The Supreme Court on Wednesday struck down as unconstitutional a key part of the 1996 Defense of Marriage Act that denies federal benefits to same-sex couples who are legally married in the states where they reside.
The decision was 5 to 4, with Justice Anthony M. Kennedy joining the court’s liberals [Justices Ruth Bader Ginsburg, Stephen G. Breyer, Sonia Sotomayor and Elena Kagan] to form the majority. It did not address the question of whether there was a constitutional right to same-sex marriages.
In a second ruling Wednesday morning, the court gave another boost to same-sex unions, clearing the way for gay marriages in California by declining to rule on the state’s Proposition 8, which defined marriage as between one man and one woman.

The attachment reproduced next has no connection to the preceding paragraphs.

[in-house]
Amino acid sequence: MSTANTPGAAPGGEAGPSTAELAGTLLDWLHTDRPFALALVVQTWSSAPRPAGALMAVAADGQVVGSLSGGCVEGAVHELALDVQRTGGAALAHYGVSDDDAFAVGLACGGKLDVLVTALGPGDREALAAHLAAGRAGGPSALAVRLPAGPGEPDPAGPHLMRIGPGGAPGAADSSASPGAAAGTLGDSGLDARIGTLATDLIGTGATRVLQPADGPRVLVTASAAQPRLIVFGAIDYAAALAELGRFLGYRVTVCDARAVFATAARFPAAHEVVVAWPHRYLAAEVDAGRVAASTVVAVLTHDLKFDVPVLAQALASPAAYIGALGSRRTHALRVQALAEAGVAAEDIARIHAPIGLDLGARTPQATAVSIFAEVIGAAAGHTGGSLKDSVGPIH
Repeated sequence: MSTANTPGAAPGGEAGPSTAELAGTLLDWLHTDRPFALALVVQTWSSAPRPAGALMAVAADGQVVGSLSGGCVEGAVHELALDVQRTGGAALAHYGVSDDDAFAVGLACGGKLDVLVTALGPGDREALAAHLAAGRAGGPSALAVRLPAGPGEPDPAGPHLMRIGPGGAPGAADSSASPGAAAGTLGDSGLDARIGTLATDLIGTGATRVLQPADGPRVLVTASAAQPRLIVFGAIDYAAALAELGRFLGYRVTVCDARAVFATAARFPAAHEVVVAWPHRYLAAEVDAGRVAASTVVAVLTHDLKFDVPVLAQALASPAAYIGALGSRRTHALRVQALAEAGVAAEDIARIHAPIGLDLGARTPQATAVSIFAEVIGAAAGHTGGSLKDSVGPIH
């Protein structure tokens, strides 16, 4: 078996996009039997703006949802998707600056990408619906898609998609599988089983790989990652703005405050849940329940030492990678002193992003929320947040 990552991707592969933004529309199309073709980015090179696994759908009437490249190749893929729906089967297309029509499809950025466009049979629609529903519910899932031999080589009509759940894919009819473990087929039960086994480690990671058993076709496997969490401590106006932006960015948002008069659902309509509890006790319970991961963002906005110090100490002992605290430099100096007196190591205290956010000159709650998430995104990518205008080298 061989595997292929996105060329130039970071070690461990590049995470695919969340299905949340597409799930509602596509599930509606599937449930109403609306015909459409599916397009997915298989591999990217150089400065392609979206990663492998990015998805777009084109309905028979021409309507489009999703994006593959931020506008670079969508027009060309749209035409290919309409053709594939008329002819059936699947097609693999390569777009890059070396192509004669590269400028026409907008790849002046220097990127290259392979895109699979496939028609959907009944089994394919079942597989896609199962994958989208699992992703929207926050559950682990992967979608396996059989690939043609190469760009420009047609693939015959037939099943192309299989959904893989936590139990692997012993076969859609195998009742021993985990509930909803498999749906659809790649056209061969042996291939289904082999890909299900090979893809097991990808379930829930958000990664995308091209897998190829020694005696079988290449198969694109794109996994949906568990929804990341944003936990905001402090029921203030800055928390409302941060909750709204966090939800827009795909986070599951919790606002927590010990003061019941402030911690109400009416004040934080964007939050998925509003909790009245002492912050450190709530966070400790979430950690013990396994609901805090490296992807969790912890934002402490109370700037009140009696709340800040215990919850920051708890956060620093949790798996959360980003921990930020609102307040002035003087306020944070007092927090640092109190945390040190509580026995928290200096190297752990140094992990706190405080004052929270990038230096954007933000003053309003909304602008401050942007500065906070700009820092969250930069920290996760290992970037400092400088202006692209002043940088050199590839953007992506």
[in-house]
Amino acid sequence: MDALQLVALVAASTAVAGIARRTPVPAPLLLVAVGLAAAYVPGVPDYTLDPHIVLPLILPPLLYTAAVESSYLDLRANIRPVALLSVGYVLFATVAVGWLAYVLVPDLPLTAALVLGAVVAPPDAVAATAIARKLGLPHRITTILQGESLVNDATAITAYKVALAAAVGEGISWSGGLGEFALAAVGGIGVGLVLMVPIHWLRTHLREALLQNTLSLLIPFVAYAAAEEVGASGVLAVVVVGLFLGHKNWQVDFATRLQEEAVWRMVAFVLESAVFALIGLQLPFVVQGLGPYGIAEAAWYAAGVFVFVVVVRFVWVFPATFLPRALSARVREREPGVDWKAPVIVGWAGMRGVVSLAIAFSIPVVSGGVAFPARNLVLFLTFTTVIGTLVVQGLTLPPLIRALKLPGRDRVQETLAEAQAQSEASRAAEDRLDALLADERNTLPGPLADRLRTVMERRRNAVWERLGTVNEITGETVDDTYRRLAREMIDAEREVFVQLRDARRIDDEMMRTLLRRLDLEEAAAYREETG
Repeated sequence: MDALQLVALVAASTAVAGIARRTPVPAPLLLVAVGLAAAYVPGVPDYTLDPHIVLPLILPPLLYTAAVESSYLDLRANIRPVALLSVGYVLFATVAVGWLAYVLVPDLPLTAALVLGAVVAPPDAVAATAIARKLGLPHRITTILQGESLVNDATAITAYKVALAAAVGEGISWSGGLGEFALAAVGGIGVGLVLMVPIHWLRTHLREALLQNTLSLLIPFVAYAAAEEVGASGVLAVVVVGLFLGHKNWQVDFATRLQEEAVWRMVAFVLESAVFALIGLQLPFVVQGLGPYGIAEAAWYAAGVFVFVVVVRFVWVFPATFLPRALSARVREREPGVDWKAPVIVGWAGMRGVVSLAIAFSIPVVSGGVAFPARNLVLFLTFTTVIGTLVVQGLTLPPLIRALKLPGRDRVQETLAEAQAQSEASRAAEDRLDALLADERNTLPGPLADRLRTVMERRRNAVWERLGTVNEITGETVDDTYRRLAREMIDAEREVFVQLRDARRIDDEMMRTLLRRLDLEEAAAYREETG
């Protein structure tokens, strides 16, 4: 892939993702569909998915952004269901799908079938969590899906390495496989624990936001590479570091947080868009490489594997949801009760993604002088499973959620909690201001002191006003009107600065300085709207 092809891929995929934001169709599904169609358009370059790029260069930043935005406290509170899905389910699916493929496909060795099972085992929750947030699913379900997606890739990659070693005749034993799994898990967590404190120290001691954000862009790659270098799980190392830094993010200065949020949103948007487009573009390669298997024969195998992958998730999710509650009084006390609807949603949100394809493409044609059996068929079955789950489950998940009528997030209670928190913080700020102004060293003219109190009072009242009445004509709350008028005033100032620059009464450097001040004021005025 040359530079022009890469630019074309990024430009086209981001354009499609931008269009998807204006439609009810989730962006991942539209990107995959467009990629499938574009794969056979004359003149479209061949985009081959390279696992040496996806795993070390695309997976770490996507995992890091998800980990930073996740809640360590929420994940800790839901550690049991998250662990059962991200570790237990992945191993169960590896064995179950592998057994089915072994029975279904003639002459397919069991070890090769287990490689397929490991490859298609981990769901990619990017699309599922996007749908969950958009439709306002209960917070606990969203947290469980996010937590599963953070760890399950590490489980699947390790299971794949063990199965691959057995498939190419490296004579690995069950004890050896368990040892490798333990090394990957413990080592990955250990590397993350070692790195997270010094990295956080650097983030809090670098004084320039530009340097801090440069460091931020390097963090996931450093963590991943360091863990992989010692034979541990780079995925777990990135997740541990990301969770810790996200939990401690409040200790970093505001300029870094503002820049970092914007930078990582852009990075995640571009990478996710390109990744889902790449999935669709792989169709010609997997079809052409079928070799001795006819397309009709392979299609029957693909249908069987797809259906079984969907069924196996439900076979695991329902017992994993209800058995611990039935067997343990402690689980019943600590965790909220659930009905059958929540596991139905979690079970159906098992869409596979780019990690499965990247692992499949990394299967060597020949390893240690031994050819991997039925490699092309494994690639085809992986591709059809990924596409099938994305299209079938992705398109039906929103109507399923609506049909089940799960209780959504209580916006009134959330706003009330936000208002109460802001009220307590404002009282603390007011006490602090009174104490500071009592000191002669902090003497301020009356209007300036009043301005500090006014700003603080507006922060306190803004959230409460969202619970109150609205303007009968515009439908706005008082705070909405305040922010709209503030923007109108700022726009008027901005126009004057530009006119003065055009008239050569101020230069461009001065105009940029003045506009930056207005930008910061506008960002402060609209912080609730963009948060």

In the DOMA case, Justice Antonin Scalia read a lengthy and scathing dissent from the bench, saying the court should have left the matter for Congress to settle and had unfairly labeled proponents of traditional marriage as bigots.
Chief Justice John G. Roberts Jr. and Justices Clarence Thomas and Samuel A. Alito Jr. also dissented.
Roberts wrote separately to emphasize that the opinion did not address a broader right to marriage.
“We may in the future have to resolve challenges to state marriage definitions affecting same-sex couples,” Roberts wrote. “That issue, however, is not before us in this case.”
Still a long way to go, but at least one major plank of discrimination and heartache has been set aside.